Think of the kids first

It is true that when the only tool you have in your box is a hammer, every problem tends to resemble a nail.

It is true that when the only tool you have in your box is a hammer, every problem tends to resemble a nail.

Take the action by the Robertsham Primary School in Johannesburg to "suspend" a six-year-old for being unruly.

We have nothing against schools using their expert knowledge in deciding what is the best course for any particular case. But the tendency at schools catering for children from different cultural backgrounds to use a one-size-fits-all approach is becoming a concern.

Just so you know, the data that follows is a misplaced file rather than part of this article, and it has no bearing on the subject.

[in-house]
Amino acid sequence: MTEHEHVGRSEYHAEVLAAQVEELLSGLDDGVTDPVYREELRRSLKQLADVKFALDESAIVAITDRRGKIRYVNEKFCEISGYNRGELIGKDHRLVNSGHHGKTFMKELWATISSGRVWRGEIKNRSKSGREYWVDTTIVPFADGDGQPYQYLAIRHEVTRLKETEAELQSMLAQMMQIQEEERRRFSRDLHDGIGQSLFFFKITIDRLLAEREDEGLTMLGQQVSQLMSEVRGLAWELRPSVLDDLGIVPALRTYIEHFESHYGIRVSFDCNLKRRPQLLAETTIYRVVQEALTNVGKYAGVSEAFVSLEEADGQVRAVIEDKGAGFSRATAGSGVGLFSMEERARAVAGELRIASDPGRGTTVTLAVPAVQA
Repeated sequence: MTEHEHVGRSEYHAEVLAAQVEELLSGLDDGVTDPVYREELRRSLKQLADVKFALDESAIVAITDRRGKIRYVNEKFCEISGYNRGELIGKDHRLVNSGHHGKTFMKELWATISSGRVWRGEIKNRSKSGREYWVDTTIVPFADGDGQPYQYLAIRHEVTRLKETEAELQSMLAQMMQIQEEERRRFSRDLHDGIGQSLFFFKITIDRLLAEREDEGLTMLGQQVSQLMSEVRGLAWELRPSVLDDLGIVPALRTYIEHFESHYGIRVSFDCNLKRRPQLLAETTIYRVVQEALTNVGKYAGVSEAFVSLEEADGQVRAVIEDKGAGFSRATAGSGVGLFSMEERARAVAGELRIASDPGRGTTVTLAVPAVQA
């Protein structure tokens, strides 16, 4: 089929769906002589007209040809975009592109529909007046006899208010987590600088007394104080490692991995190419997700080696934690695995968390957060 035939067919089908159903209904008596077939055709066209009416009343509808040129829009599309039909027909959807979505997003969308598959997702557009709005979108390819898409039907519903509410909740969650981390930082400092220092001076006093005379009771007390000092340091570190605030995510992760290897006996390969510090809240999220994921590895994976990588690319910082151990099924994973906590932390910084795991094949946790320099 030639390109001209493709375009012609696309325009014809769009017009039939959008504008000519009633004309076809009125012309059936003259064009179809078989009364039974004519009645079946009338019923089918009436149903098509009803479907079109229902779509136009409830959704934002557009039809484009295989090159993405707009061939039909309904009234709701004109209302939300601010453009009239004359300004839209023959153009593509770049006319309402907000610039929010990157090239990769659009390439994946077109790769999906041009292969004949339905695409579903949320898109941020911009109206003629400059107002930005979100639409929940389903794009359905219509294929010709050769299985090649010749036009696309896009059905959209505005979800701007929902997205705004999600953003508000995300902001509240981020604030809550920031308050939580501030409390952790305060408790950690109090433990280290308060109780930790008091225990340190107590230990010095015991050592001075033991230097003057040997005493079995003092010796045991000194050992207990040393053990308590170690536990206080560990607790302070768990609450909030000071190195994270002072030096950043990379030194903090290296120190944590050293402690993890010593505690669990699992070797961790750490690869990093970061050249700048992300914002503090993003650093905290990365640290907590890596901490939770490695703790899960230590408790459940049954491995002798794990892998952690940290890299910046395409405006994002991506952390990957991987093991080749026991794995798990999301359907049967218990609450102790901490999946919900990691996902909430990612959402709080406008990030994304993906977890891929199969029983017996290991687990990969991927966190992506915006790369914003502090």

Too often teachers run to the convenience of diagnosing unhappy children with all sorts of maladies requiring psychiatric help.

Certainly, parents have a responsibility too. They ought to step back from the instinctive reaction that theirs are perfect children and confront the possibility that their little darlings might indeed need professional care.

But shopping kids to experts for every little thing is a cop-out. It also smacks of exclusionism since it inherently confines children whose parents might not be able to afford such treatment to their own devices.

While we recognise teachers often have a thankless job, a greater effort should be made to understand the differences in cultures and the cures attuned to the child's best interests and not the preconceived notions of adults.

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